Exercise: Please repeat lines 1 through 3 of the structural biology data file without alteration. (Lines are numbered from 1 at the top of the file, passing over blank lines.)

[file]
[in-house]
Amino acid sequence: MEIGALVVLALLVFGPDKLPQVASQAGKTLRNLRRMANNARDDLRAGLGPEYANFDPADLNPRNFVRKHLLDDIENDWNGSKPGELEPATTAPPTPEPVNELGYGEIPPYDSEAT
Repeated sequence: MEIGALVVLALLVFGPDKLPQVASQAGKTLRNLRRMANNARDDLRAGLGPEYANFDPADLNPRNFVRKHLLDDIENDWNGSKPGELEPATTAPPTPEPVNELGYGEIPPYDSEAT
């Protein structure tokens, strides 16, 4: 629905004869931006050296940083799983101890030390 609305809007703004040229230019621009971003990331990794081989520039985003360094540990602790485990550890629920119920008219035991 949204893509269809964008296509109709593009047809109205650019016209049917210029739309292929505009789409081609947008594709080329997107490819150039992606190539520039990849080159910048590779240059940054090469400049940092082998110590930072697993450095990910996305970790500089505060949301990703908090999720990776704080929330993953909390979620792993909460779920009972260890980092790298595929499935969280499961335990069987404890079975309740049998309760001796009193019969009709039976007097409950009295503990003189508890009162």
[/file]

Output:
[in-house]
Amino acid sequence: MEIGALVVLALLVFGPDKLPQVASQAGKTLRNLRRMANNARDDLRAGLGPEYANFDPADLNPRNFVRKHLLDDIENDWNGSKPGELEPATTAPPTPEPVNELGYGEIPPYDSEAT
Repeated sequence: MEIGALVVLALLVFGPDKLPQVASQAGKTLRNLRRMANNARDDLRAGLGPEYANFDPADLNPRNFVRKHLLDDIENDWNGSKPGELEPATTAPPTPEPVNELGYGEIPPYDSEAT